Action against project delays may boost buyer sentiments
After the landmark ruling by National Consumer Disputes Redressal Commission (NCDRC) on a delayed project in Gurgaon, home buyers can expect an improved scenario in completion of real estate projects.
Dilip Vashisht booked an apartment in an under-construction project in Gurgaon in 2008, which promised him possession by the end of 2012. He, however, has not received possession till date. Such delay in real estate projects is not new; several renowned and city based developers across India have their properties held up for various reasons. This ultimately impact the home buyers adversely. In case of Vashist, his investment of Rs 25 lakh stands stuck for over seven years. There is no certainty about the possession date or whether he would get his money back along with penalty charges by the builder, if any.
Generally, the buyer-seller agreement carries a penalty clause stating the compensation that the builder will be liable to pay to the consumers in case of any breach in the contract – most often a delay in possession. The clause further pronounces the extension of the project by six months to one year under “special circumstances”, which are beyond the control of developer. These special circumstances include workers’ strike, unforeseeable weather conditions, delay on contractor’s end, delay in project approvals from government, etc.
Even if the developer agrees to pay a compensation, such rewards are usually low, not exceeding 5 per cent per annum of the base value of the residential property.
However, the tables seems to be turning now and buyers like Vashisht are expected to benefit from it! In a recent landmark decision, National Consumer Disputes Redressal Commission (NCDRC), ordered a renowned developer in Gurgaon to pay compensation at the rate of 12 per cent per annum to the consumers whose property’s possession stood delayed for a long time. This is subject to the promise that developer hand overs the possession between February 2016 and February 2018. If the project is delayed further, the compensation would increase to 18 per cent, stated NCDRC. Interestingly, in the buyer-seller agreement by the concerned developer, the compensation offered in case of project delay was only 1.8 per cent per annum.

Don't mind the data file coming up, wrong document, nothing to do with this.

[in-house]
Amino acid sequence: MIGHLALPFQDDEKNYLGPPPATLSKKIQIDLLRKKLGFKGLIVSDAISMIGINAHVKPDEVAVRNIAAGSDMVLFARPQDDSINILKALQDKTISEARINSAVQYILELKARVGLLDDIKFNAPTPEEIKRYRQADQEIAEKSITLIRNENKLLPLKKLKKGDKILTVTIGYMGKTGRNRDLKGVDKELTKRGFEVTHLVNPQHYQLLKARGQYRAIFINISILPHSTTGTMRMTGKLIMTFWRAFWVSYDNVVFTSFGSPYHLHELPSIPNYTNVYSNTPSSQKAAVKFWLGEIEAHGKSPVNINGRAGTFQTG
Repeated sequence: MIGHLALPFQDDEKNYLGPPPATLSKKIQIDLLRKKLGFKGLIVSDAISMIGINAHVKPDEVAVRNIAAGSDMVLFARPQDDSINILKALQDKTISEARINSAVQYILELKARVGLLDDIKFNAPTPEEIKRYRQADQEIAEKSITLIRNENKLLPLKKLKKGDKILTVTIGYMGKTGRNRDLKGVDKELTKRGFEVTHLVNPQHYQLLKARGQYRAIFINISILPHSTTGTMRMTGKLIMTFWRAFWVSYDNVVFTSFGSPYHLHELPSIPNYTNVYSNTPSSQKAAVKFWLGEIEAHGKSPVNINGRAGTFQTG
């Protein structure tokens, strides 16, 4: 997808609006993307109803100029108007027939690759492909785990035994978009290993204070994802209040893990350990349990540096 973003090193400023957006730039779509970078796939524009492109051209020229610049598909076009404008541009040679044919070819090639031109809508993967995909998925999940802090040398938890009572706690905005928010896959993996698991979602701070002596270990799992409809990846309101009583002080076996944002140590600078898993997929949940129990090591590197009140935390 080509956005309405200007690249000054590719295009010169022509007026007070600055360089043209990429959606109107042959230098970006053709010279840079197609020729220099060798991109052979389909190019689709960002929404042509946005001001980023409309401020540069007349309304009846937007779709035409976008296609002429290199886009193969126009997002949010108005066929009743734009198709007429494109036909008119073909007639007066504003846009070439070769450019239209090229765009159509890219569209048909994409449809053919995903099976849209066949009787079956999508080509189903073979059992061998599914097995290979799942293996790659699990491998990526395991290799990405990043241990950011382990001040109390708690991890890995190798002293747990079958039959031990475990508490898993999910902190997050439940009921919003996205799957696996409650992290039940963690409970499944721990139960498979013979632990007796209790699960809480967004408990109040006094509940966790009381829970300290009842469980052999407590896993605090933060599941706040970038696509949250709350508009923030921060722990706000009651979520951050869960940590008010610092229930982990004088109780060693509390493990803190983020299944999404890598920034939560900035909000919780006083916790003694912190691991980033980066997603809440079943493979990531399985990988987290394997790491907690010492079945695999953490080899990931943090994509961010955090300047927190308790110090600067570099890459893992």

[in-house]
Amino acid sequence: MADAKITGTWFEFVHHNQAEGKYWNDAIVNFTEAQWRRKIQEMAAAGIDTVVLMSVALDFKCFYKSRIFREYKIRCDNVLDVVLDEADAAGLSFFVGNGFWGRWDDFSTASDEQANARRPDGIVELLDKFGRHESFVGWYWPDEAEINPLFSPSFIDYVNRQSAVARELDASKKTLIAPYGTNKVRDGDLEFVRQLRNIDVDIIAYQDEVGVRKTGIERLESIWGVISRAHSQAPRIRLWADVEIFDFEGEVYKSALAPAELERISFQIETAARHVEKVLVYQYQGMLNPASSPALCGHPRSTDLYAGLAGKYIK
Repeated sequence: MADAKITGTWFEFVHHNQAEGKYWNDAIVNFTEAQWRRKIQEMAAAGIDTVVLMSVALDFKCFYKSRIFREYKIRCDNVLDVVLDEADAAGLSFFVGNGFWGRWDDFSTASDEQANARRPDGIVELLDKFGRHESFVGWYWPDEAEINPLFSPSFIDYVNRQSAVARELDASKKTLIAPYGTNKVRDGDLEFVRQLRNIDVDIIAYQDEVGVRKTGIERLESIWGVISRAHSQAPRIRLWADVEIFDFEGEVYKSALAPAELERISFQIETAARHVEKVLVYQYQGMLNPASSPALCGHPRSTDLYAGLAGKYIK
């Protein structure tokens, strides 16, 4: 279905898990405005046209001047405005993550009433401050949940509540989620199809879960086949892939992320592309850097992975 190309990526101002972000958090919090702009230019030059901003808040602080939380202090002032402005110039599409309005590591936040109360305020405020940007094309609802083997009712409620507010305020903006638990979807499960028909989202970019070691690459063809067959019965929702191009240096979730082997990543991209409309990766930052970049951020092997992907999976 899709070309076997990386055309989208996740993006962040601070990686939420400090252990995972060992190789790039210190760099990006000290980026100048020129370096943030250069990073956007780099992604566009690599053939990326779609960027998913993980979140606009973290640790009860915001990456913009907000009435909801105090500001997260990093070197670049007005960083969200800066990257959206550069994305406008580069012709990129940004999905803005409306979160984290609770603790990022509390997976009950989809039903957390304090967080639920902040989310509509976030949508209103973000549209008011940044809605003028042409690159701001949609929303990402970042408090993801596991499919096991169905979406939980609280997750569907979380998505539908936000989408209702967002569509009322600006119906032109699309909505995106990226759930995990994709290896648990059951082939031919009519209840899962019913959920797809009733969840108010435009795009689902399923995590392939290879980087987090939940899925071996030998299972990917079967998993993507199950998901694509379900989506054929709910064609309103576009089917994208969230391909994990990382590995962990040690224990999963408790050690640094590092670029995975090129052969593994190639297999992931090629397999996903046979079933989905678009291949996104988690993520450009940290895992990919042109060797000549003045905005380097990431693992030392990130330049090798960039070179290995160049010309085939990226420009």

The commission has further stated that any unfair rules, like the 1.8 per cent compensation in the current case, can be challenged in the court or consumer forums, even if both parties have signed an agreement.
Even the government seems to take the matter of project delays seriously. Amendments have been made to the recently introduced ‘The Real Estate (Regulation and Development) Bill, 2013,’ which now not only seeks to register the projects, but also attempts to stop the holdup in such properties. Under this act, there is a provision of establishment of a Real Estate Appellate Tribunal for offences and penalties related to real estate developers and home buyers. There is also a provision for establishment of fast track dispute resolution mechanism.
All efforts are being made to streamline the long neglected real estate sector of India. Government is trying all measures to boost the domestic and foreign investments in the segment and help the home buyers in the process. It is also trying to make the realty sector transparent and developers accountable. Hence, it seems that soon home buyers will not have to worry about any sort of delays in getting possession of their properties.